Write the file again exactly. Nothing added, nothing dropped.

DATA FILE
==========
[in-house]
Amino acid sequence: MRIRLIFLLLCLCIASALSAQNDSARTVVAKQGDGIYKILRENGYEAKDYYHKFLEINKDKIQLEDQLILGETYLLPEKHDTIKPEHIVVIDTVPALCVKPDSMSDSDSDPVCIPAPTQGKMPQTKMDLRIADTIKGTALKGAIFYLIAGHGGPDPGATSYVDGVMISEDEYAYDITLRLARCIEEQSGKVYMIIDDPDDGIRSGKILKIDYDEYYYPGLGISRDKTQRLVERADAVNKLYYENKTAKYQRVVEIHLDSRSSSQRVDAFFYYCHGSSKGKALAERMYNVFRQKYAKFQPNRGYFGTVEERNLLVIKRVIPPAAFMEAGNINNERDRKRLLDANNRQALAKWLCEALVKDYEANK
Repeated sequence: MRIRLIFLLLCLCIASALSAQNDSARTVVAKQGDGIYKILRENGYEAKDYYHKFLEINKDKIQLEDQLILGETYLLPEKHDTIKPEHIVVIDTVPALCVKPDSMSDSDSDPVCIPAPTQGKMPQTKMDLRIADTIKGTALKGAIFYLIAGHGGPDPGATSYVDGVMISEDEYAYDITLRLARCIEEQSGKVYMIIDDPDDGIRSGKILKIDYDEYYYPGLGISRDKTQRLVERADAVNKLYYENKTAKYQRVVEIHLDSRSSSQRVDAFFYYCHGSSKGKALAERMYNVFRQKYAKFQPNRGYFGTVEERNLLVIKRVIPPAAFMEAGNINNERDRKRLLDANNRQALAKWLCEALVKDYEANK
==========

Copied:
[in-house]
Amino acid sequence: MRIRLIFLLLCLCIASALSAQNDSARTVVAKQGDGIYKILRENGYEAKDYYHKFLEINKDKIQLEDQLILGETYLLPEKHDTIKPEHIVVIDTVPALCVKPDSMSDSDSDPVCIPAPTQGKMPQTKMDLRIADTIKGTALKGAIFYLIAGHGGPDPGATSYVDGVMISEDEYAYDITLRLARCIEEQSGKVYMIIDDPDDGIRSGKILKIDYDEYYYPGLGISRDKTQRLVERADAVNKLYYENKTAKYQRVVEIHLDSRSSSQRVDAFFYYCHGSSKGKALAERMYNVFRQKYAKFQPNRGYFGTVEERNLLVIKRVIPPAAFMEAGNINNERDRKRLLDANNRQALAKWLCEALVKDYEANK
Repeated sequence: MRIRLIFLLLCLCIASALSAQNDSARTVVAKQGDGIYKILRENGYEAKDYYHKFLEINKDKIQLEDQLILGETYLLPEKHDTIKPEHIVVIDTVPALCVKPDSMSDSDSDPVCIPAPTQGKMPQTKMDLRIADTIKGTALKGAIFYLIAGHGGPDPGATSYVDGVMISEDEYAYDITLRLARCIEEQSGKVYMIIDDPDDGIRSGKILKIDYDEYYYPGLGISRDKTQRLVERADAVNKLYYENKTAKYQRVVEIHLDSRSSSQRVDAFFYYCHGSSKGKALAERMYNVFRQKYAKFQPNRGYFGTVEERNLLVIKRVIPPAAFMEAGNINNERDRKRLLDANNRQALAKWLCEALVKDYEANK